This "from each according to his ability, to each according to his need" was an early form of socialism, and it is why the Pilgrims were starving. Bradford writes that "young men that are most able and fit for labor and service" complained about being forced to spend their time and strength to work for other men’s wives and children." Also, "the strong, or man of parts, had no more in division of victuals and clothes, than he that was weak." So the young and strong refused to work and the total amount of food produced was never adequate.
The situation was a disaster and so a change was made:
To rectify this situation, in 1623 Bradford abolished socialism. He gave each household a parcel of land and told them they could keep what they produced, or trade it away as they saw fit. In other words, he replaced socialism with a free market, and that was the end of famines.
So as we give thanks on Thanksgiving, it should not be solely for food and a bountiful harvest. It should also be for ideas, as these are the things that make everything else possible.
This proposition animates what we do here at the Perishable Pundit so we are going to close down a few days to give thanks and to recharge the intellectual batteries.
We appreciate the time you spend with us each day and the dynamic quality of the ideas we share. We are thankful for the opportunity to think about such a great industry and engage with such fantastic people.
We will publish again on Monday night. A Happy Thanksgiving to all.
There is an ad-hoc group that started it all, the National Restaurant Association has its group working on a program and the Food Marketing Institute has a conference planned. All these buyer-led initiatives can get confusing, so to assist the trade in keeping track of them all, we are publishing this recap of coverage all in one place.
As new developments, occur we will continue to update this recap to help keep the trade organized on this important subject.
On September 25, 2006, in the midst of the spinach crisis, we published The Role of Retailers And The Future Of Food Safety, which pointed out that it is the “representations and warranties” that buyers demand that define the food safety programs we get:
“…in the end, the strength of our food safety systems is at least as dependent on what retailers demand as they are on what the government does for the simple reason that what retailers pay for is what they are going to get.”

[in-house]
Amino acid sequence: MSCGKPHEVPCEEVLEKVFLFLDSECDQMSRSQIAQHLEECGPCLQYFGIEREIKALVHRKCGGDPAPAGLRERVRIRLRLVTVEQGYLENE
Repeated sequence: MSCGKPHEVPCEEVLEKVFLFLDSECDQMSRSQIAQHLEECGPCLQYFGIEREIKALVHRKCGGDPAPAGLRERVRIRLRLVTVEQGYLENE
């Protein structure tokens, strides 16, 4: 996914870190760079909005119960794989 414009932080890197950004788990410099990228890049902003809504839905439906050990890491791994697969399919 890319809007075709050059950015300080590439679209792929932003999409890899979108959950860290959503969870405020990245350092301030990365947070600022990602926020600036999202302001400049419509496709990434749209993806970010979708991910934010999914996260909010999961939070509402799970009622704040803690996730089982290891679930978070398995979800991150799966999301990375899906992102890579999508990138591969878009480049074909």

Then in the issue of the Pundit’s sister publication, PRODUCE BUSINESS, which was unveiled at the PMA Convention in San Diego on October 21, 2006, we published Food Safety Is A Retail Issue, which pointed out:
“…what holds suppliers back is not that they need an FDA regulation — it is that they need to see a willingness on the part of buyers to pay more to obtain a higher level of food safety and security. So far that is missing.”
The Buyer-led Initiative for Food Safety was then announced. In time it came to be signed on to by nine important buying organizations:
Ron Anderson, Safeway, Inc.
David Corsi, Wegman’s Food Markets
Gary Gionnette, Supervalu Inc.
Reggie Griffin, Kroger Company
Mike Hansen, Sysco Corporation
Gene Harris, Denny’s Corporation
Frank Padilla, Costco Wholesale
Greg Reinauer, Amerifresh, Inc.
Tim York, Markon Cooperative
Here at the Pundit, we applauded the buyer-led effort but on October 30, 2006, ran a piece entitled Buyer-Led Food Safety Effort Leaves Open Question Of Buyer Commitment, in which we pointed out:
“What would be helpful from these buyers is…a reassurance to the grower/shipper/packer/processor community that investments in food safety will be protected.”
As Gene Harris of Denny’s added his endorsement to the Buyer-led Initiative for Food Safety, we published, Pundit’s Mailbag — Denny’s Weighs In On Food Safety Effort on November 1, 2006, and we pointed out that the Western Growers Association was now looking for mandatory standards:
“Buyers can impose standards on their suppliers, but it seems as if the big grower members of WGA are more inclined to go with a mandatory program. Perhaps because this is more easily “saleable” to consumers, perhaps because the growers have no confidence that buyers will ever agree to a uniform standard on food safety and, perhaps, because growers know that buyers today can have the best of intentions but situations change and buyer’s change — and if legal product is available for much less money, that will put a lot of pressure on an organization to change its standards.”